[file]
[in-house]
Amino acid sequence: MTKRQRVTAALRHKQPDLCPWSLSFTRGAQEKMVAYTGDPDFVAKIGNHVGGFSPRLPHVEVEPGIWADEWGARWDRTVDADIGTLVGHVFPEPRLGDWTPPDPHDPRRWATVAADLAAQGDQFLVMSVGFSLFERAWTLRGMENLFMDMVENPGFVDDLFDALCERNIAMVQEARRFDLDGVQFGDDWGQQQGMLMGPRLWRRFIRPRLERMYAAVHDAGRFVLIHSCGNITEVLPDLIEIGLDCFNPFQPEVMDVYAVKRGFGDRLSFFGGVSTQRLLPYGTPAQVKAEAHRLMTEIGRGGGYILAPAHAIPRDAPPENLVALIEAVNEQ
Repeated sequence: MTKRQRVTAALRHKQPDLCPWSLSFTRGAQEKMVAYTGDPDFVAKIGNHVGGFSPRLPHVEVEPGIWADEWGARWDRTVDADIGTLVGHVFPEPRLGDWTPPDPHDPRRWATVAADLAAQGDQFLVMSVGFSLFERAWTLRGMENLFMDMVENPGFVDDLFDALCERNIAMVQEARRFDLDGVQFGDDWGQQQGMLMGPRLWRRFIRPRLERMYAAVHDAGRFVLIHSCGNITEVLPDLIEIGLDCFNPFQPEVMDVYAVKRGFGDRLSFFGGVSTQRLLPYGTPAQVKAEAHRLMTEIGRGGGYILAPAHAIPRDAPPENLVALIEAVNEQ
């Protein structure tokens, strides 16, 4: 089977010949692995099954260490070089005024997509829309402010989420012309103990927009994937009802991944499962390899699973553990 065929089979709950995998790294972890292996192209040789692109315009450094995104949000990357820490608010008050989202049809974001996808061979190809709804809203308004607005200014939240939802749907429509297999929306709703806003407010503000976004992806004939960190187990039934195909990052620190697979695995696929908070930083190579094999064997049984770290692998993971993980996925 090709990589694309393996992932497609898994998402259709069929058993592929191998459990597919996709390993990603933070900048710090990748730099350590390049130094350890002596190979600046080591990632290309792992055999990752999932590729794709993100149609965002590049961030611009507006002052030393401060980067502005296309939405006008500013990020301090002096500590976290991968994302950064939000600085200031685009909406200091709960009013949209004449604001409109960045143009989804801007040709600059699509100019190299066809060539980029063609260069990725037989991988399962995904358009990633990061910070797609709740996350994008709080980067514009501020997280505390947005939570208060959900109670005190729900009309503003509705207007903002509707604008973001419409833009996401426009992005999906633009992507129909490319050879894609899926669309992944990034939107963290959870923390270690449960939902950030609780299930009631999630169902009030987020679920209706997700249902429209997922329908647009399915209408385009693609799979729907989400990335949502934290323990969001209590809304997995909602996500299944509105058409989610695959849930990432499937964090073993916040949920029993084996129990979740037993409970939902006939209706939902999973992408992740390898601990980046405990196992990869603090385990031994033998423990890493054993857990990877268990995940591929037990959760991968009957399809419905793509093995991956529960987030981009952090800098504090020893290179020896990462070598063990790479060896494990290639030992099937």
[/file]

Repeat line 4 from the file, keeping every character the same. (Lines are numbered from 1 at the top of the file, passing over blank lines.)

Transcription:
């Protein structure tokens, strides 16, 4: 089977010949692995099954260490070089005024997509829309402010989420012309103990927009994937009802991944499962390899699973553990 065929089979709950995998790294972890292996192209040789692109315009450094995104949000990357820490608010008050989202049809974001996808061979190809709804809203308004607005200014939240939802749907429509297999929306709703806003407010503000976004992806004939960190187990039934195909990052620190697979695995696929908070930083190579094999064997049984770290692998993971993980996925 090709990589694309393996992932497609898994998402259709069929058993592929191998459990597919996709390993990603933070900048710090990748730099350590390049130094350890002596190979600046080591990632290309792992055999990752999932590729794709993100149609965002590049961030611009507006002052030393401060980067502005296309939405006008500013990020301090002096500590976290991968994302950064939000600085200031685009909406200091709960009013949209004449604001409109960045143009989804801007040709600059699509100019190299066809060539980029063609260069990725037989991988399962995904358009990633990061910070797609709740996350994008709080980067514009501020997280505390947005939570208060959900109670005190729900009309503003509705207007903002509707604008973001419409833009996401426009992005999906633009992507129909490319050879894609899926669309992944990034939107963290959870923390270690449960939902950030609780299930009631999630169902009030987020679920209706997700249902429209997922329908647009399915209408385009693609799979729907989400990335949502934290323990969001209590809304997995909602996500299944509105058409989610695959849930990432499937964090073993916040949920029993084996129990979740037993409970939902006939209706939902999973992408992740390898601990980046405990196992990869603090385990031994033998423990890493054993857990990877268990995940591929037990959760991968009957399809419905793509093995991956529960987030981009952090800098504090020893290179020896990462070598063990790479060896494990290639030992099937």